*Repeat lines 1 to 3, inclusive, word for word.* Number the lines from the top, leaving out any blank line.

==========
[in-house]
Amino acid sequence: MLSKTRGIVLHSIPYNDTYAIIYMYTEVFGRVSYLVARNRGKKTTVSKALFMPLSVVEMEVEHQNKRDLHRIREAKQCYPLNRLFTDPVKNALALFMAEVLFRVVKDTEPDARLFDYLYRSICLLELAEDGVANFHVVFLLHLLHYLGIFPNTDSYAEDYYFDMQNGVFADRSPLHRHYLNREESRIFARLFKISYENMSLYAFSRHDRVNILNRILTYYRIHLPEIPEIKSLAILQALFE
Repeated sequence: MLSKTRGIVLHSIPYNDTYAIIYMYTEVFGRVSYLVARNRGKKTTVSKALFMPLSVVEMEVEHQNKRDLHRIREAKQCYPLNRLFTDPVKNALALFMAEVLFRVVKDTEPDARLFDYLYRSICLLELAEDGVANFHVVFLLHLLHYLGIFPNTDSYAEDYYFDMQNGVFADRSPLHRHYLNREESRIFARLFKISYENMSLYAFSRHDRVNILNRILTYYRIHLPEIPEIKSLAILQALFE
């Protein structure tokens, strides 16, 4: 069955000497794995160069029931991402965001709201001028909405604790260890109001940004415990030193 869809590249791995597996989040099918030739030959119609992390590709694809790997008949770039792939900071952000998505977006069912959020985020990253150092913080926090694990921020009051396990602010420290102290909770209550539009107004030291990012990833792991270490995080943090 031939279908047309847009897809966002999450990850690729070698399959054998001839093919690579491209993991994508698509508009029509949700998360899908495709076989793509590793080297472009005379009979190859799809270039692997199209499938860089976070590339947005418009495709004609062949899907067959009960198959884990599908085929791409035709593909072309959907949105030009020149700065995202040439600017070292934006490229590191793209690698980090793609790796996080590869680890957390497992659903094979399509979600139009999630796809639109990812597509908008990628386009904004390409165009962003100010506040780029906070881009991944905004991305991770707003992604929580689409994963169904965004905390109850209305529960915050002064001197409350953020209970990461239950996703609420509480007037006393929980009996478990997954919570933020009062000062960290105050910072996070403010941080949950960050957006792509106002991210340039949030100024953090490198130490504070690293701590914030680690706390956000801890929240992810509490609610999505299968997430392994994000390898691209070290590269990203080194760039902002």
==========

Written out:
[in-house]
Amino acid sequence: MLSKTRGIVLHSIPYNDTYAIIYMYTEVFGRVSYLVARNRGKKTTVSKALFMPLSVVEMEVEHQNKRDLHRIREAKQCYPLNRLFTDPVKNALALFMAEVLFRVVKDTEPDARLFDYLYRSICLLELAEDGVANFHVVFLLHLLHYLGIFPNTDSYAEDYYFDMQNGVFADRSPLHRHYLNREESRIFARLFKISYENMSLYAFSRHDRVNILNRILTYYRIHLPEIPEIKSLAILQALFE
Repeated sequence: MLSKTRGIVLHSIPYNDTYAIIYMYTEVFGRVSYLVARNRGKKTTVSKALFMPLSVVEMEVEHQNKRDLHRIREAKQCYPLNRLFTDPVKNALALFMAEVLFRVVKDTEPDARLFDYLYRSICLLELAEDGVANFHVVFLLHLLHYLGIFPNTDSYAEDYYFDMQNGVFADRSPLHRHYLNREESRIFARLFKISYENMSLYAFSRHDRVNILNRILTYYRIHLPEIPEIKSLAILQALFE